Diversity - Epistemic exclusion and research biases: How scholarly elitism limits scholarly innovation and relevance.

Nicole Buchanan, Ph.D. Department of Psychology Michigan State University

Sponsored by the P&BS Diversity, Equity and Inclusion Committee


NiCole T. Buchanan, Ph.D.


Michigan State University


Description of Talk:

Disciplinary norms are established by those who hold epistemic power and prestige due to their success working within the dominant discourse. Epistemic exclusion occurs when certain types of scholarship are defined as falling outside of a discipline’s dominant discourse. Such research is seen as violating disciplinary norms and both the research and those that study these topics are marginalized as a result. Dotson (2012, 2014) and others have argued that this type of disciplinary gatekeeping has a disproportionately negative impact on faculty of color because they are more likely to study non-traditional topics within a given field. Thus, epistemic exclusion is a way to non-accidentally marginalize faculty of color within academia because beliefs about who has subject matter expertise and what subjects are worthy of study are linked to prejudices about certain social groups. In this talk, I use data from 118 faculty interviews, 3 faculty focus groups, and a large faculty survey to illustrate formal and informal ways in which epistemic exclusion operates, and the consequences it has for the psychological well-being, job outcomes, and career trajectories of faculty of color.


Recommended Readings:

Buchanan, N. T., Perez, M., Prinstein, M., & Thurston, I. (2021). Upending Racism in Psychological Science: Strategies to Change How Our Science is Conducted, Reported, Reviewed, and Disseminated. American Psychologist76(7), 1097–1112https://doi.org/10.1037/amp0000905 (Public Access: https://psyarxiv.com/6nk4x)

Dotson, K. (2012). A cautionary tale: On limiting epistemic oppression. Frontiers: A Journal of Women Studies33(1), 24-47. https://www.jstor.org/stable/10.5250/fronjwomestud.33.1.0024

Dotson, K. (2014). Conceptualizing epistemic oppression. Social Epistemology28(2), 115-138. https://doi.org/10.1080/02691728.2013.782585

Eagan Jr, M. K., & Garvey, J. C. (2015). Stressing out: Connecting race, gender, and stress with faculty productivity. The Journal of Higher Education86, 923-954.https://doi.org/10.1080/00221546.2015.11777389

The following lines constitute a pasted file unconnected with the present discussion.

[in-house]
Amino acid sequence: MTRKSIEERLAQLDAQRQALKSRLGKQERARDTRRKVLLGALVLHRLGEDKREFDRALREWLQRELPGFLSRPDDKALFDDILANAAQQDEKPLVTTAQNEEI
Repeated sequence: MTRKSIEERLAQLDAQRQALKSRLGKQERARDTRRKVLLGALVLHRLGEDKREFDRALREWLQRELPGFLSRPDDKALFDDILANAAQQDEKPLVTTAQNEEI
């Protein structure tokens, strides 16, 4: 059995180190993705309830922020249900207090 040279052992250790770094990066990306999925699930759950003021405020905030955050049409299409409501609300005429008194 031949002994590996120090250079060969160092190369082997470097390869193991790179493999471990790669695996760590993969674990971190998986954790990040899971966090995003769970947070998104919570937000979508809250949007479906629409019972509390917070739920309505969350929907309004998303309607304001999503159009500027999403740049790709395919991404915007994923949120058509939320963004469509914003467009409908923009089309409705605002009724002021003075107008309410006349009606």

Roberts, S. O., Bareket-Shavit, C., Dollins, F. A., Goldie, P. D., & Mortenson, E. (2020). Racial inequality in psychological research: Trends of the past and recommendations for the future. Perspectives on psychological science15(6), 1295-1309. https://doi.org/10.1177/1745691620927709

Settles, I. H.Buchanan, N. T., & Dotson, K. (2019)Scrutinized but not recognized: (In)visibility and hypervisibility experiences of faculty of color. Journal of Vocational Behavior, 113, 62-74.https://doi.org/10.1016/j.jvb.2018.06.003

Settles, I. H., Jones, M. K., Buchanan, N. T. & Brassel, S. (2021). Epistemic exclusion of women faculty and faculty of color: Understanding scholar(ly) devaluation as a predictor of turnover intentions. Journal of Higher Education, 93, 31-55https://doi.org/10.1080/00221546.2021.1914494


Presenter Bio:

NiCole T. Buchanan, Ph.D., Professor at Michigan State University. Dr. Buchanan researches the interplay of race, gender and victimization and how they impact the nature of harassment, its impact, and organizational best practices. She also studies faculty of color and ways in which their research is marginalized (i.e., epistemic exclusion). She has been highlighted in hundreds of media outlets, is a featured speaker including TEDx and National Public Radio (NPR) and provides bias and diversity-related training and consultation (e.g., medical professionals, faculty, clinicians, human resource managers, and police departments). Dr. Buchanan is a Fellow of the Association for Psychological Science, four divisions of the American Psychological Association (Society of Clinical Psychology, Society for the Psychological Study of Social Issues, Society for the Psychological Study of Ethnic Minority Issues, and Society for the Psychology of Women), and has received national and international awards for her research, teaching, and professional service. 



Buchanan, N. T. (2021, February)Epistemic exclusion and research biases: How scholarly elitism limits scholarly innovation and relevance. Washington University at St. Louis.




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